THURSDAY, Oct. 15, 2015 (HealthDay News) -- Less than a year after the Obama Administration came out against so-called "conversion" therapies for gay and lesbian youth, a new government report calls for the practice to be eliminated nationwide.
"No evidence supports the efficacy of such interventions to change sexual orientation or gender identity, and such interventions are potentially harmful," said the authors of the report from the Substance Abuse and Mental Health Services Administration (SAMHSA).
"Efforts should be taken to end the practice of conversion therapy," the report added.
Conversion therapy has already been banned in four states and the District of Columbia, while another 21 states and the U.S. Congress are considering bans. The SAMHSA report authors said that "federal regulatory action" may be used in the future to restrict use of conversion therapy for minors.
At issue is the long-held notion by some that homosexuality is a treatable "illness." But the new report, based on a consensus of mental health experts, stresses that "same-gender sexual orientation and variations in gender identity and gender expression are a part of the normal spectrum of human diversity and do not constitute a mental disorder."
Still, parents who are uncomfortable with a child's professed same-sex orientation sometimes send them to "conversion therapy" centers, in the hope this will change sexual orientation toward heterosexuality.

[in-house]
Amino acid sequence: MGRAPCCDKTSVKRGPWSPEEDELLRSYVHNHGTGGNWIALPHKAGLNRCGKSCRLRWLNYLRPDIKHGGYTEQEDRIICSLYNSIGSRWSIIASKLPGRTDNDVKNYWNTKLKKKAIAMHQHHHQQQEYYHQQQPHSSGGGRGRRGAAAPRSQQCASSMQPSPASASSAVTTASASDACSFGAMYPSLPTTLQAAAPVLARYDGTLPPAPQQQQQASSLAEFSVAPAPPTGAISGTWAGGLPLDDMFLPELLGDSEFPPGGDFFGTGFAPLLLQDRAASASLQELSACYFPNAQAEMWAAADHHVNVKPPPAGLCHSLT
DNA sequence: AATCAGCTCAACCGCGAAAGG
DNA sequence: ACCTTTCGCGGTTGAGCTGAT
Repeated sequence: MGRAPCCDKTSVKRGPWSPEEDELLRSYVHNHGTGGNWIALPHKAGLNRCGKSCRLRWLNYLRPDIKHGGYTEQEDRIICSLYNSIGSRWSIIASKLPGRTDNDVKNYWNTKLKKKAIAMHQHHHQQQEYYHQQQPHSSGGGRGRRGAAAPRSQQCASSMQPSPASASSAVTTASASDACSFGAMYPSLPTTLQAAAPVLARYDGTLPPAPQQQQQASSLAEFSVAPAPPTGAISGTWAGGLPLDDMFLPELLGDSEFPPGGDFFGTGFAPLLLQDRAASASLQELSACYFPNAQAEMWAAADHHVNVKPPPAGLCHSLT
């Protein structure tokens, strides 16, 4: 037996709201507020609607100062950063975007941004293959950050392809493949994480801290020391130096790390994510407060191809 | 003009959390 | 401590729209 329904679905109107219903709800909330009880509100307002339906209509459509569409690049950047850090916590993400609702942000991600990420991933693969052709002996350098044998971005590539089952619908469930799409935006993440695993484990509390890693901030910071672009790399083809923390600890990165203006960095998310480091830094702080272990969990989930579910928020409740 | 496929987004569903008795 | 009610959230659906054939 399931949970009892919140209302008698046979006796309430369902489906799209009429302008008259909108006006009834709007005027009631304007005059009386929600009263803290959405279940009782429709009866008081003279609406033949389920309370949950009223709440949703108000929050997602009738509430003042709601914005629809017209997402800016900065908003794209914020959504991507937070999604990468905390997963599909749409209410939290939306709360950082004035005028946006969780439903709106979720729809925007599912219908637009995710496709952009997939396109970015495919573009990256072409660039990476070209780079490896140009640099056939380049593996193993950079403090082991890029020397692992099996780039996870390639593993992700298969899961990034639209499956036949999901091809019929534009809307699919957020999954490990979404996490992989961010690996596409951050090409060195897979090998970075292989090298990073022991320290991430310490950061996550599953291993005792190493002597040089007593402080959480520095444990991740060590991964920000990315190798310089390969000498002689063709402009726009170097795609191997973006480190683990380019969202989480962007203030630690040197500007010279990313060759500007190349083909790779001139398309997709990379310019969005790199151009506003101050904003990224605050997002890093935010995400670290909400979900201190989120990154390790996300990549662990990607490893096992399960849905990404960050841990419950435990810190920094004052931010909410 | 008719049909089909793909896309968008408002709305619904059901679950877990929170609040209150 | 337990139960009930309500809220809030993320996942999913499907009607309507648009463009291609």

But the SAMHSA report, released Thursday, says the treatment is useless, and the psychological stress it entails may even "put young people at risk of serious harm."
"Family rejecting behaviors -- including attempts to change an adolescent's sexual orientation -- have been linked with health risks, including suicidal behavior and risk for HIV, during young adulthood," the experts said.
Instead, they added, what many gay, lesbian, bisexual, transgendered and questioning (LGBTQ) youth require is acceptance and support -- especially from parents.
"Parental behaviors and attitudes have a significant effect on the mental health and well-being of sexual and gender minority children and adolescents," the report's authors said.
The SAMHSA report contains passages from people who "survived" conversion therapy. One such testimonial, from a man referred to as "Sam," recounted his entering psychological treatment to help him recover from the trauma of conversion therapy.
"It is nearly impossible to describe walking into a therapist's office after surviving conversion therapy," he said. "The problem is that we need help from a system we have only known to hurt us. Hearing that I would be OK and that my new therapist could help me learn to cope with the pain of my conversion therapy experience was like getting a second chance at life."
The SAMHSA authors stressed that eliminating conversion therapy is only one step in helping LGBTQ youth lead happy, productive lives. According to the report, there is a "still-pervasive interpersonal, institutional, and societal bias and discrimination against sexual and gender minorities" that must be addressed.
The American Psychological Association (APA) expressed its support for the SAMHSA report.
"This important report makes it clear that conversion therapy is not appropriate for dealing with sexual orientation or gender identities in children and youth," said Judith Glassgold, associate executive director for public interest government relations.
"It provides guidance to clinicians on current science and best practices for this vulnerable population," she added in an APA news release.
The American Psychological Association offers resources for LGBTQ youth.